Wildminded Wildcats: An Adventure in Death Valley


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Have you ever wondered or wanted to explore the wilderness? Does adventure intrigue you? If so, Ukiah High has a club just for you. Wild Minds and its group of rag-tag members just completed a 10+ mile backpack trip through the rock and sun of Death Valley and lived to tell the tale.

The club is led by its founder Pauls Krasts, an English teacher at Ukiah High. Mr. Krasts explained, “The Wild Minds club is a camping and wilderness experience club. 

Wildcats in the darkness having a ball [All pictures provided by Pauls Krasts]

Krasts told us the club hopes to, “allow students to experience nature and camping and have the opportunity for contemplation and self-exploration.” 

If a Wildcat signs up for Wild Minds, they should expect, “a mix of group and individual activities mixed in with basic camping and outdoor skills in both day-long and weekend trips.”

The Barren vistas of Death Valley

Wild Minds President Julia Salomone and Vice President, Bright Gipson participated in the Death Valley trip, and other members. Both Gipson and Salomone agreed that the trip was “fun and there was a lot of time for self-reflection. There were a lot of opportunities to work on yourself as a person.”

For an adventure of this scale, there were some requirements beforehand. Members trained with weighted packs on hiking trails and practiced with appropriate gear. Fundraisers were also held in order to fund the trip.

The expedition itself consisted of an almost twelve-hour drive from Mendocino County to Death Valley. The collection of eight students and four adults spent the night at a campground before beginning their trek. They established a basecamp after a 10-mile off-road drive, which did not contain any bathrooms or tents.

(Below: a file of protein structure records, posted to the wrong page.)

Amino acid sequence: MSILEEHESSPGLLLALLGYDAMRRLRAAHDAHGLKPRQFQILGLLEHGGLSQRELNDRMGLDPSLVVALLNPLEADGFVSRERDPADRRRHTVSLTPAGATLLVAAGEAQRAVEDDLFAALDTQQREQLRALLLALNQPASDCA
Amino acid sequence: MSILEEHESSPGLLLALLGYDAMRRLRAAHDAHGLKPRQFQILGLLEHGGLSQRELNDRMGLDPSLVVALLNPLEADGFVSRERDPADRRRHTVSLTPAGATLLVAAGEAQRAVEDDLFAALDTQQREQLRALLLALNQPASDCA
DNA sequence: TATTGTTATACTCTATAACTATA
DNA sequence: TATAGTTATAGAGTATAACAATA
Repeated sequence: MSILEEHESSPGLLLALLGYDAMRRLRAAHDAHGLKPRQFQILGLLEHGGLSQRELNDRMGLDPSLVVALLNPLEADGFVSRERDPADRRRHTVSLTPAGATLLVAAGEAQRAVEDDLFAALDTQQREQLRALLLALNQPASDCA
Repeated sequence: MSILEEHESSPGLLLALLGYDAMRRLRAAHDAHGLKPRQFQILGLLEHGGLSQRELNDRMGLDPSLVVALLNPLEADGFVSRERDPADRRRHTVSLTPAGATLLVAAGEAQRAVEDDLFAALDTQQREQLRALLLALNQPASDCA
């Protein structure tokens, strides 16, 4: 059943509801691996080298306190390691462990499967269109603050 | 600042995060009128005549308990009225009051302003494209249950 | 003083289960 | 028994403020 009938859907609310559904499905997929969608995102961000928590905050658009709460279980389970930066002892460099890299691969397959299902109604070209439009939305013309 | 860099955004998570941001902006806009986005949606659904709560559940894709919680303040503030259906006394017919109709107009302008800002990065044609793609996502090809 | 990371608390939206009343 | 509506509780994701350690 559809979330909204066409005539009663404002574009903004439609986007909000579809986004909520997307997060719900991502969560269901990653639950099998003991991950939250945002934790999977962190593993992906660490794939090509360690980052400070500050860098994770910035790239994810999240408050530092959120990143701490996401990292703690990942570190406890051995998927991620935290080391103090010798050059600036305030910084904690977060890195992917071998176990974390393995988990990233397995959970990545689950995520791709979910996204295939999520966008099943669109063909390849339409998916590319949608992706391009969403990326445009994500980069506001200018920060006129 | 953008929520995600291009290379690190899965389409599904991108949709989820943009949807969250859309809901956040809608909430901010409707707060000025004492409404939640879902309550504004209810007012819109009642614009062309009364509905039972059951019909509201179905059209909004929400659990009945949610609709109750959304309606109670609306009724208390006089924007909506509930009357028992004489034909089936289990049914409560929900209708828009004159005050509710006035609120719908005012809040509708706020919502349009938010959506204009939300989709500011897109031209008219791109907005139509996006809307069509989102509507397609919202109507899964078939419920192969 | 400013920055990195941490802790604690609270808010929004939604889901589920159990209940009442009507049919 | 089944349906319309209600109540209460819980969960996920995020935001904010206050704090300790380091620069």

A Wildcat in the darkness

The group hiked for about five hours since everyone was carrying 25-35 pound backpacks. The first day’s planned hike had an elevation gain of about 1,500 feet.  The group marched through narrow slot canyons and open areas to reach their camp. Once there, they had to pump and filter water at their hiking camp from a small natural spring. Each night was cold and clear so they got to “enjoy the stars and the moonrise.”

Bright and Julia described an instance where bats “flew through the air for half an hour chasing bugs.”

The two also detailed how they got their water, saying “there are these springs in the desert that offer water.” Salomone said, “It goes from bare rocks to a trickle of water, with grass around.”

The crew had planned to set out on the 30-mile Marble Canyon/Cottonwood loop, however, Death Valley proved to be treacherous and dangerous enough that they only completed 10 miles. The participants returned to base camp and “spent the rest of our time at basecamp doing solo day wanders around the area and partner or group activities.”  

Looking back, Salomone said, “It was fun, but there was a lot of time for self-reflection.” Gipson followed with “there were a lot of opportunities to work on yourself as a person”, and that “it was fun and exciting, and a little challenging, due to hiking.”

Krasts “fully expects to do it again next year.”, and “if people are interested in checking out our club, we meet in E-6 at lunch.” Stay tuned to the announcements for more specifics.

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